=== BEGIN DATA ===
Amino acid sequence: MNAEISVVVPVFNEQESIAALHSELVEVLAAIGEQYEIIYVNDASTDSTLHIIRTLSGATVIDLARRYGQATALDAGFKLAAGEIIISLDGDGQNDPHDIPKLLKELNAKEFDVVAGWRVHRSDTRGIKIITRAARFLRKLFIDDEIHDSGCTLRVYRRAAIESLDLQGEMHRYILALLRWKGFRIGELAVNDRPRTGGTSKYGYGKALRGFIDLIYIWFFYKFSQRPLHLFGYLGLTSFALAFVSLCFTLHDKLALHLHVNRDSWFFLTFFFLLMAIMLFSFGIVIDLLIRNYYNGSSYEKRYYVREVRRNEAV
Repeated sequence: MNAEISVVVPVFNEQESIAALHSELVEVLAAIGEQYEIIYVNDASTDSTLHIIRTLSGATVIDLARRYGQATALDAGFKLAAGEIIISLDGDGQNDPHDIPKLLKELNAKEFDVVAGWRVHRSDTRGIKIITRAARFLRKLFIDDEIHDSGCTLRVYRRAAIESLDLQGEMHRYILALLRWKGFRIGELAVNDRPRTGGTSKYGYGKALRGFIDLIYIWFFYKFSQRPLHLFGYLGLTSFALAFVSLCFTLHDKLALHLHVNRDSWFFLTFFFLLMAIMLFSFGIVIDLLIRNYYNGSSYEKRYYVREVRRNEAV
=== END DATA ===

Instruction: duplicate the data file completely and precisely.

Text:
Amino acid sequence: MNAEISVVVPVFNEQESIAALHSELVEVLAAIGEQYEIIYVNDASTDSTLHIIRTLSGATVIDLARRYGQATALDAGFKLAAGEIIISLDGDGQNDPHDIPKLLKELNAKEFDVVAGWRVHRSDTRGIKIITRAARFLRKLFIDDEIHDSGCTLRVYRRAAIESLDLQGEMHRYILALLRWKGFRIGELAVNDRPRTGGTSKYGYGKALRGFIDLIYIWFFYKFSQRPLHLFGYLGLTSFALAFVSLCFTLHDKLALHLHVNRDSWFFLTFFFLLMAIMLFSFGIVIDLLIRNYYNGSSYEKRYYVREVRRNEAV
Repeated sequence: MNAEISVVVPVFNEQESIAALHSELVEVLAAIGEQYEIIYVNDASTDSTLHIIRTLSGATVIDLARRYGQATALDAGFKLAAGEIIISLDGDGQNDPHDIPKLLKELNAKEFDVVAGWRVHRSDTRGIKIITRAARFLRKLFIDDEIHDSGCTLRVYRRAAIESLDLQGEMHRYILALLRWKGFRIGELAVNDRPRTGGTSKYGYGKALRGFIDLIYIWFFYKFSQRPLHLFGYLGLTSFALAFVSLCFTLHDKLALHLHVNRDSWFFLTFFFLLMAIMLFSFGIVIDLLIRNYYNGSSYEKRYYVREVRRNEAV